Your Private Tour of the 737 MAX Production Shop Floor

One of the special treats of working in Aviation is getting behind-the-scenes shop-floor tours.  Now Boeing gives the world a private tour as it shares the processes behind building the new 737 MAX fuselage.

The first 737 MAX fuselage stringers are machined at the Boeing Fabrication Integrated AeroStructures in Auburn, Wash. The striggers these men are working on run the length of the fuselage structure, giving it stability and strength.

After forming, Boeing will send the stringers to Spirit Aerosystems in Wichita, Kan. where they will be incorporated in the first 737 MAX fuselage. From there, the fuselage will be shipped to Boeing’s Renton, Wash. facility where Boeing employees will complete the build of the 737 MAX.

Boeing indicates that the program is on track to begin final assembly of the first 737 MAX in 2015. The aircraft these parts are being built for will be part of the flight test fleet and is scheduled to fly in 2016.

Boeing’s vice president of Marketing, Randy Tinseth, gives us a step-by-step tour on his blog.

“This is a big milestone for the team as the first airplane literally starts to take shape,” says Tinseth.

Here are the highlights from Tinseth’s tour, in pictures:

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You can see the forming of the first fuselage stringer in our Auburn, Wash. fabrication facility.

The first stringer for the 737 MAX is produced with a Progressive Roll forming machine at Integrated Aero Structures, Auburn, Wash. Oil is used as a lubricant while the part is transformed from flat to formed in a matter of seconds.

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The first stringer for the 737 MAX is produced with a Progressive Roll forming machine at Integrated Aero Structures, Auburn, Wash. Oil is used as a lubricant while the part is transformed from flat to formed in a matter of seconds. Progressive roll form operator Mark Kain cuts the first 737 MAX fuselage stringer to length.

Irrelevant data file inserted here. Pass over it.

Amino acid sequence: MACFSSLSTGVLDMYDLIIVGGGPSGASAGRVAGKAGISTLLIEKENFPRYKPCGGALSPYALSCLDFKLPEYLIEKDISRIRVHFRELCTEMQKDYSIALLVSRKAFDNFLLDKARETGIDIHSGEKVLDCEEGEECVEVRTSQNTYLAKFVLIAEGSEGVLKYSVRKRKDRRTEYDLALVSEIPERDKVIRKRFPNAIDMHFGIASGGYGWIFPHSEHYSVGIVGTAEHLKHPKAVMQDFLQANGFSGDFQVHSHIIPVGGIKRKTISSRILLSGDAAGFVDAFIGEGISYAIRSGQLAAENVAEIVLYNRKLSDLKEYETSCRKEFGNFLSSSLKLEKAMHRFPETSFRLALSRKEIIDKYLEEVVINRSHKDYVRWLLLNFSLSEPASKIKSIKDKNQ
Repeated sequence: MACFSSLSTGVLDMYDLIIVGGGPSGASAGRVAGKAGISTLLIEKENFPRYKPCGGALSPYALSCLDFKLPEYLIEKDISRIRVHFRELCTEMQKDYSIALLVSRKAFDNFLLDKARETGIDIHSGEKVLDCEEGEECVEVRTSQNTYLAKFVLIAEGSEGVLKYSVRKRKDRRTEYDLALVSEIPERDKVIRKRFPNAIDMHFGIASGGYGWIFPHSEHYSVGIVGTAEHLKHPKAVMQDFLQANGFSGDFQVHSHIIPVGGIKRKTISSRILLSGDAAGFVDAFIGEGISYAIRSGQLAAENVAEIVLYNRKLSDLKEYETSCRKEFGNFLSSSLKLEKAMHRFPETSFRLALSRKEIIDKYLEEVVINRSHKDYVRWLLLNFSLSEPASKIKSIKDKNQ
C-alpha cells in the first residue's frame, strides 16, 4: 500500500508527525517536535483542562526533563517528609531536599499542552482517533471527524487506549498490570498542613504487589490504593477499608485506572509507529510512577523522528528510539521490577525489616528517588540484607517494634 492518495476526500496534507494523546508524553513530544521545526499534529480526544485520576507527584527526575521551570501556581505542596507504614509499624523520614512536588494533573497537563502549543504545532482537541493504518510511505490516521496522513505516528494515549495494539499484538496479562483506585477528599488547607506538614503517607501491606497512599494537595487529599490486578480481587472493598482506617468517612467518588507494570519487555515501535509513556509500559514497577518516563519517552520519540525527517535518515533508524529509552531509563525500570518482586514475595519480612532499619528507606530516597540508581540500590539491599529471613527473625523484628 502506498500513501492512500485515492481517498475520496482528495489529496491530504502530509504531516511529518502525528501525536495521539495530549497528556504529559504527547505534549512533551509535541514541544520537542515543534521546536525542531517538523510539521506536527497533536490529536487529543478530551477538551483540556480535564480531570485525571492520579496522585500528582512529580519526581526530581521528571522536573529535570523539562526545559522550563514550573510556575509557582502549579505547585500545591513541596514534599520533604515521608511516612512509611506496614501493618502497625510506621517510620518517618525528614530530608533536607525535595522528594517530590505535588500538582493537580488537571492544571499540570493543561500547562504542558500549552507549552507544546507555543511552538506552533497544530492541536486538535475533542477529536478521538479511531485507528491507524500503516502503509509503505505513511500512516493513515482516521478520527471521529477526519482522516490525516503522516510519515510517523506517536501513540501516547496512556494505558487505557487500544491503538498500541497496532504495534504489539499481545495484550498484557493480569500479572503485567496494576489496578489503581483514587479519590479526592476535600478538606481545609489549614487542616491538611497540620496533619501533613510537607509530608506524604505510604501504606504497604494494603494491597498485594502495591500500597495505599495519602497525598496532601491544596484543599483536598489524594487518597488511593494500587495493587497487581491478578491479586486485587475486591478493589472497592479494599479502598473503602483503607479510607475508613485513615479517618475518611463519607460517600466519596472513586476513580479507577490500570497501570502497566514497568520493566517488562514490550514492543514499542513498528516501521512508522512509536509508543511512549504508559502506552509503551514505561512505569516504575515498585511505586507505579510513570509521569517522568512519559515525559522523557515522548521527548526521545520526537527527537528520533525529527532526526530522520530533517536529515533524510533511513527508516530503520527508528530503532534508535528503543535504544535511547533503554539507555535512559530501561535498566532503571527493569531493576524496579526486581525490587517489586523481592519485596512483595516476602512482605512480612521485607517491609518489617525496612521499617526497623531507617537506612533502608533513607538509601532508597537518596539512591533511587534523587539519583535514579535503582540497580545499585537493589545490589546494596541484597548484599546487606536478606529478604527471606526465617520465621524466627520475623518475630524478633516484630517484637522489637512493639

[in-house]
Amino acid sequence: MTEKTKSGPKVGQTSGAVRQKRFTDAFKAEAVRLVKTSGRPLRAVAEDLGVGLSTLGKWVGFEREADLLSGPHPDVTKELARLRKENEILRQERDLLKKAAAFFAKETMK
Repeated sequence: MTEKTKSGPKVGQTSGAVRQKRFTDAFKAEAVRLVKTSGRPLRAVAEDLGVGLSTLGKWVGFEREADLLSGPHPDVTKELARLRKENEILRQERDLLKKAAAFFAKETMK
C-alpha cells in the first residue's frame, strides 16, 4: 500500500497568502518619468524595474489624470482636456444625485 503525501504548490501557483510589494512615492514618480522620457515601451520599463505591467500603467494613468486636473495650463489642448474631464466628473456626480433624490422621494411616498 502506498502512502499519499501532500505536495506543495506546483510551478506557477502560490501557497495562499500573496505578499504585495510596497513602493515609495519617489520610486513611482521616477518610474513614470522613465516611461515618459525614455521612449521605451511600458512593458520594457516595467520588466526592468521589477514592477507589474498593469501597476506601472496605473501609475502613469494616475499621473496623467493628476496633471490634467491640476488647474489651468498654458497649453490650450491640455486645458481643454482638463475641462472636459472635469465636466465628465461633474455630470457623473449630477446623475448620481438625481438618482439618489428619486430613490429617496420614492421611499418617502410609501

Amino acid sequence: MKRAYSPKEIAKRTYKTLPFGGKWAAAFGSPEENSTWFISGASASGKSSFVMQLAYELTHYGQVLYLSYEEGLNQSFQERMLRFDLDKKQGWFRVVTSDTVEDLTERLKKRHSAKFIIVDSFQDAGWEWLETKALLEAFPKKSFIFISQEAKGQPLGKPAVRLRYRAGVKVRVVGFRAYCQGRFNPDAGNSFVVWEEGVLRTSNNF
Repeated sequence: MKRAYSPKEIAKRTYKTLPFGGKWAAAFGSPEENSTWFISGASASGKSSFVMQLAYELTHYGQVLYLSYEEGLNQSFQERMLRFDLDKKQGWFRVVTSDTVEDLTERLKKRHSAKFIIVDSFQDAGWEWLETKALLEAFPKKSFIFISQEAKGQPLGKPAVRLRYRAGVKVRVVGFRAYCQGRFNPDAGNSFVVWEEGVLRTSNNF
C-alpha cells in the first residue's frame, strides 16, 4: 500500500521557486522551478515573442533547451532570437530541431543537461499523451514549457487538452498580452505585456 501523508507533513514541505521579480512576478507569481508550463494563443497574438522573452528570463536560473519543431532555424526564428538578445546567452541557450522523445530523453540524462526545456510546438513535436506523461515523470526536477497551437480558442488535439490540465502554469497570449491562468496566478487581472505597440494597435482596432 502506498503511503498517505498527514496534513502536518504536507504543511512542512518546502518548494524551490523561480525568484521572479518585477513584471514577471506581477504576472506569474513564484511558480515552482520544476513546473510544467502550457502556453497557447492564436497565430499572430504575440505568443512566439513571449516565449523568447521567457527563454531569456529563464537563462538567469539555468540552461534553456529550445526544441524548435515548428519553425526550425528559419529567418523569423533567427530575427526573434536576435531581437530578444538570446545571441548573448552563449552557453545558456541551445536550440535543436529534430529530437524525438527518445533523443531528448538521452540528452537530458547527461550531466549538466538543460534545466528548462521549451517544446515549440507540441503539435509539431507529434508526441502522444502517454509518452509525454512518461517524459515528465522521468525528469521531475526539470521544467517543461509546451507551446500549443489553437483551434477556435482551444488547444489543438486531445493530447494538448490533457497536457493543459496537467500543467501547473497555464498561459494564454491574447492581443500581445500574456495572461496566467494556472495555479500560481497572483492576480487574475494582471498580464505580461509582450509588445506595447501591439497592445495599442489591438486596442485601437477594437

Auburn, Wash., Oct. 13, 2014 – Boeing (NYSE: BA) has started production of the first 737 MAX fuselage stringers at Boeing Fabrication Integrated AeroStructures in Auburn, Wash. Stringers run the length of the fuselage structure giving it stability and strength. Pictured here, Joggle Press operator Rich Harrison prepares the first 737 MAX fuselage stringer for the press by brushing on lubricant. The press applies up to 100 tons (90,718 km) of pressure to form small jogs in the metal to engineering design specifications./Boeing
After the stringer is formed, trimmed and initial holes punched, Joggle Press operator Rich Harrison prepares the first stringer for the press by brushing on lubricant. The press applies up to 100 tons of pressure to form small “jogs” in the metal according to the engineering drawings. Harrison prepares the first 737 MAX fuselage stringer for the press by brushing on lubricant. The press applies up to 100 tons (90,718 km) of pressure to form small jogs in the metal to engineering design specifications.

“The team is doing a great job of keeping everything on track as we look forward to the start of final assembly next year,” says Tinseth.

You can watch a full video of the process here on the Boeing site.

The 737 MAX features the latest technology CFM International LEAP-1B engines, Advanced Technology winglets and other improvements to MAX-imize efficiency, reliability and passenger comfort in the single-aisle market. Boeing asserts that the 737 MAX will be 14 % more fuel-efficient than today’s most efficient Next-Generation 737s – and 20 % better than the original Next-Generation 737s when they first entered service.

Featured Image: Pictured here, Joggle Press operator Rich Harrison/Boeing

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